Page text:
The Third Lesson
By Nana Dadzie Ghansah
The year was 1995, a few months before my 29th birthday. I lived in Berlin then. I do not remember where I was headed exactly but I was walking towards a U-Bahnhof to catch the subway. I was completely lost in thought as I walked because it was a time in my life where I saw all my dreams and aspirations slipping away.
As I walked into that subway station, I wondered why I had made the mistakes that I had made. I thought of classmates and friends who seemed to have gotten it right and puzzled about why they did things differently. I was still in thought when my train came and I boarded.
The train was rather empty so I sat alone in a small compartment and as the train took off, I began doing some soul-searching. It slowly dawned on me that I had certain habits and character traits that needed modifying. I also realized that there were certain lessons one needed for life that I probably did not know. My parents had raised me to be honest and value character but there seemed to be more to life than that and those extra lessons could not be found in medical texts or the anatomy lab — at least not directly. Besides, being that I was thousands of miles away on my own, there was not the chance to go back home for guidance on a regular basis.
By the end of the trip, I had made a decision. I was going to figure out those lessons that helped one to avoid life’s pitfalls, make good decisions and be successful. I do not know exactly when I started the search but it might have been shortly afterwards. The bulk of the search was through reading but a lot was also been gleaned from talking to and studying successful friends, peers and even mentors. Living each day, making mistakes, getting back up… these were indispensable teachers too.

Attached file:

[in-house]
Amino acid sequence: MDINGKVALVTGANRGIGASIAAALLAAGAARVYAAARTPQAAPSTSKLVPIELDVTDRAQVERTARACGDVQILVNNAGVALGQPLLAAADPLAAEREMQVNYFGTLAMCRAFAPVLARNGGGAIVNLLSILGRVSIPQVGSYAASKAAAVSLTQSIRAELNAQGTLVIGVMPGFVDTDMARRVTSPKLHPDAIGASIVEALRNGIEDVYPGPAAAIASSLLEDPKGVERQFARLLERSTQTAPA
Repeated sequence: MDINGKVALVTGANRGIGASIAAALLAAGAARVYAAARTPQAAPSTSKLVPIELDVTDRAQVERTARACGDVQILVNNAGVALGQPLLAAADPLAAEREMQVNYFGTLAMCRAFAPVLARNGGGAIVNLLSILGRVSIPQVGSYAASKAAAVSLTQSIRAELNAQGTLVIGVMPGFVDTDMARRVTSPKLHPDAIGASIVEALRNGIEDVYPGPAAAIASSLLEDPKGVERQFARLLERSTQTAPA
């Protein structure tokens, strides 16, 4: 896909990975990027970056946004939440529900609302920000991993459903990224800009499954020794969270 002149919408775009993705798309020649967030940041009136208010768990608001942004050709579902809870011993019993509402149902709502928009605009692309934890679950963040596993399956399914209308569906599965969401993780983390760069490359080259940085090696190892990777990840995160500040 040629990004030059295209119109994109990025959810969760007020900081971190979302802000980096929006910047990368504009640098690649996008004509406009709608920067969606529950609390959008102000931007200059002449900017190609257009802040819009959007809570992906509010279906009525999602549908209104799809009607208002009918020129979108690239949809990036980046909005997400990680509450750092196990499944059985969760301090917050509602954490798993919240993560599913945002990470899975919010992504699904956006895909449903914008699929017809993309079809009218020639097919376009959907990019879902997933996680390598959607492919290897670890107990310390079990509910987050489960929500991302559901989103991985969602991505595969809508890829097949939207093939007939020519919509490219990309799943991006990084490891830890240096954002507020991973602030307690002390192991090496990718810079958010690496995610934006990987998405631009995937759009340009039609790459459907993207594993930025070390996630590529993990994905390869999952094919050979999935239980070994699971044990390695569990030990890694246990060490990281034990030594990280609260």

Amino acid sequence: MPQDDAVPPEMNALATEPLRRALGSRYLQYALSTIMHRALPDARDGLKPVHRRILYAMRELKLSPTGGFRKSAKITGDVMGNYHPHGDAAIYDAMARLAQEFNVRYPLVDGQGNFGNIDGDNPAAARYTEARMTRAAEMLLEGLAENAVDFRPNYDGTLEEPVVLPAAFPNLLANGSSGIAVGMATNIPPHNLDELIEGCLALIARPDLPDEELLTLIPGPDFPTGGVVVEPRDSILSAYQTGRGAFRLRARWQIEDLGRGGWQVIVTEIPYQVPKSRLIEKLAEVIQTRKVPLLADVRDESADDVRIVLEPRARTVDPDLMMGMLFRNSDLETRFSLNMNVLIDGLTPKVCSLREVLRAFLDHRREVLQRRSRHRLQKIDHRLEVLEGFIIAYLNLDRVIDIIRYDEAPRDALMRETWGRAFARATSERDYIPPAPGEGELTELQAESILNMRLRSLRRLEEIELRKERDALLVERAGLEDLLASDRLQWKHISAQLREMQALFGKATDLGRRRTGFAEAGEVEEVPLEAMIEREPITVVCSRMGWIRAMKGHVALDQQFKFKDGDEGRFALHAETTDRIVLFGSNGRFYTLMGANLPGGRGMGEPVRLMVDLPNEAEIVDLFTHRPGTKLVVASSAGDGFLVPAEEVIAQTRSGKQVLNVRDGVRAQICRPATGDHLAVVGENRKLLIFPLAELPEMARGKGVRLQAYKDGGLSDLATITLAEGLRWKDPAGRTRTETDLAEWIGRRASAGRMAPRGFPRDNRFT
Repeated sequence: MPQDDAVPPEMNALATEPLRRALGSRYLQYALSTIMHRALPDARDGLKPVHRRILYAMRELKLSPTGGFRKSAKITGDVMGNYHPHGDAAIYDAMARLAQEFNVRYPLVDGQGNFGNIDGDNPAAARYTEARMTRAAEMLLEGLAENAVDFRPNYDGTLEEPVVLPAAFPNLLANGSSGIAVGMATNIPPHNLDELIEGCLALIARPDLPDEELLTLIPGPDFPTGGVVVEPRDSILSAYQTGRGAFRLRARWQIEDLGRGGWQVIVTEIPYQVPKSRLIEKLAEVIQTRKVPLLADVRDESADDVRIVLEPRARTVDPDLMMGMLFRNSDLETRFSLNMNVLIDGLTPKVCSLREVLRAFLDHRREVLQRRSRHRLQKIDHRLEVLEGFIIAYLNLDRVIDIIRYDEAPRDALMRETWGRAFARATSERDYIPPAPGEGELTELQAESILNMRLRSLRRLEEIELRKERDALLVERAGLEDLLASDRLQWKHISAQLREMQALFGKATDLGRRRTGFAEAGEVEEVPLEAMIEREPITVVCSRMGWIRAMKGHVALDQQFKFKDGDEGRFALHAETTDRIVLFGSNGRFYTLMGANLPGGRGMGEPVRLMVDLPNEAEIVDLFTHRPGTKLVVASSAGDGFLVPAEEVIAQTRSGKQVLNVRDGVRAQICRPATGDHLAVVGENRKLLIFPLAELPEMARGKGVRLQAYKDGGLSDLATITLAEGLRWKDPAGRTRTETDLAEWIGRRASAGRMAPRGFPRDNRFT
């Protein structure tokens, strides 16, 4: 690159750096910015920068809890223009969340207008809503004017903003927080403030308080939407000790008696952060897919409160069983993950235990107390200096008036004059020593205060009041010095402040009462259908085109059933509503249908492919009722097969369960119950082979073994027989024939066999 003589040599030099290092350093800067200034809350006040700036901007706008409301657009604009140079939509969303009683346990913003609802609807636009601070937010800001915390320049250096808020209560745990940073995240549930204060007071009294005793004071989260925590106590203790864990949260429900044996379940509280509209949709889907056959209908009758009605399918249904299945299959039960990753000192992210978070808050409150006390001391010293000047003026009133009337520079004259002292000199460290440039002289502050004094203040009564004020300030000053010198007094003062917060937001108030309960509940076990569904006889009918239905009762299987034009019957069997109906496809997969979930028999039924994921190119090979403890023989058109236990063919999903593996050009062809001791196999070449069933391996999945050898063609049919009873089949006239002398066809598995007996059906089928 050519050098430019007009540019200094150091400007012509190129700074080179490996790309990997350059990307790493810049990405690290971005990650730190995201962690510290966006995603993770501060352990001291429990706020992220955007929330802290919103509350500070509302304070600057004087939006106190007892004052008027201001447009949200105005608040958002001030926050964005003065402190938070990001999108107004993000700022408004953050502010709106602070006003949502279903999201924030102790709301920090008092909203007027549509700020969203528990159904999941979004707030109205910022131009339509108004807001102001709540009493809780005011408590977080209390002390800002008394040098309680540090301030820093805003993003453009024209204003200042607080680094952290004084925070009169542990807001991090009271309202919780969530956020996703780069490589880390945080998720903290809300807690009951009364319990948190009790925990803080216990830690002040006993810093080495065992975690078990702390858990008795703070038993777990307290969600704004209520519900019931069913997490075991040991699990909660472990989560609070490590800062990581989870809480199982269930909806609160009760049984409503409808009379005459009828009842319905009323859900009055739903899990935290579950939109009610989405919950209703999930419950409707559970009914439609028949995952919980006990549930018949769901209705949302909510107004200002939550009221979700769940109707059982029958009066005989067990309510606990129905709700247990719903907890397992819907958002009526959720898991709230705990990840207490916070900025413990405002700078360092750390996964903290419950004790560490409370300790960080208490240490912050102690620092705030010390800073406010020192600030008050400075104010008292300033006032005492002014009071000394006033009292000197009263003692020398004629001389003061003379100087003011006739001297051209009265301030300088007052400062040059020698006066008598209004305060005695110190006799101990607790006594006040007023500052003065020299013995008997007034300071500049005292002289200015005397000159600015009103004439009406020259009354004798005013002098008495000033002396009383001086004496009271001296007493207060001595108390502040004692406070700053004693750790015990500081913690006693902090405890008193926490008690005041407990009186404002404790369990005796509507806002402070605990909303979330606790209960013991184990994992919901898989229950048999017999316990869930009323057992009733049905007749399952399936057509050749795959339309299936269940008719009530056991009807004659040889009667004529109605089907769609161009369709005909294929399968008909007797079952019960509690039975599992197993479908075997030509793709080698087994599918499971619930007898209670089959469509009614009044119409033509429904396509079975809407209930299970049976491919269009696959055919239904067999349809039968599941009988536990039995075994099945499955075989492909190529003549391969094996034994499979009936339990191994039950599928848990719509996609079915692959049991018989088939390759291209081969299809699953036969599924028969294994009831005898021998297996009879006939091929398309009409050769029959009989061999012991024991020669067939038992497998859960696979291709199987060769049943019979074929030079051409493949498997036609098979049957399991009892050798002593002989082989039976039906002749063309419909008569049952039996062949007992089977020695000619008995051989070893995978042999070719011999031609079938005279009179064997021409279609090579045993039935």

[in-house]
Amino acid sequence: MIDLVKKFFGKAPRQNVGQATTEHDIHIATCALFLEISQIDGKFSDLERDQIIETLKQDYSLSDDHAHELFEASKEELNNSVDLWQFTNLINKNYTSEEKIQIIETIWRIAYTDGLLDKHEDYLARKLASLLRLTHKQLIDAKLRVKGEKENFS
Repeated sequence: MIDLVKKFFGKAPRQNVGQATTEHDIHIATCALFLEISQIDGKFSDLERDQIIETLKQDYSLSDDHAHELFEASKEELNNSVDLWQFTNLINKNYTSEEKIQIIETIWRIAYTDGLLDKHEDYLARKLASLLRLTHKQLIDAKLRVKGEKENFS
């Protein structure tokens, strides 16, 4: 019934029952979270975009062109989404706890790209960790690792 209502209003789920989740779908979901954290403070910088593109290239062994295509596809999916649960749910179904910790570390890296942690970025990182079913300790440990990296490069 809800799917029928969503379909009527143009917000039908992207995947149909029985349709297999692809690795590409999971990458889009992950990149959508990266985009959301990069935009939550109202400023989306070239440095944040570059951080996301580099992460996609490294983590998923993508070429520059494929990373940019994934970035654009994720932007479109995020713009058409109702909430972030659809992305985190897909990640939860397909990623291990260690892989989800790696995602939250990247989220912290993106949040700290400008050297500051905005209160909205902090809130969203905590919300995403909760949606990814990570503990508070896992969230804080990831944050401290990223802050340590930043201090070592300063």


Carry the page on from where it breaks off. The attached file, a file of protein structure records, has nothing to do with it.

Little did I know that the journey of discovery I was embarking on would take years. Little did I know that the search for life’s lessons never really end, then it is only through living that these truths come to life.
However, late in 2015, 20 years after I embarked on the journey, I sat down and reflected on all that I had learned. Though the lessons were myriad, I was able to distill out six principles that really encompass it all. Six lessons that seem to work for me. They might not work for the next person though. I also realized that a lot of the other lessons fell under one of these six pointers for life.
Besides sharing them with my family, perhaps I might even find the courage to write them out and share them publicly someday but until then, I would like to share one lesson that is really important and might speak to the spirit of the day. I call it Lesson #3:
MONEY MATTERS AND YOU BETTER FIND A PLEASANT AND DEPENDABLE WAY TO MAKE SOME !!!
Yes, money really matters. It is the means that makes everything in life possible. Do not buy into all the cliches out there: money is the root of all evil, the love of money is the root of all evil, the best things in life are free, money cannot buy happiness, money changes people…
For this life on this planet Earth, you need money. If you do not have any, life is miserable. It is that simple. So find a way to either make or earn some, learn to save some, learn to spend it well and acquire the skills to make it work for you.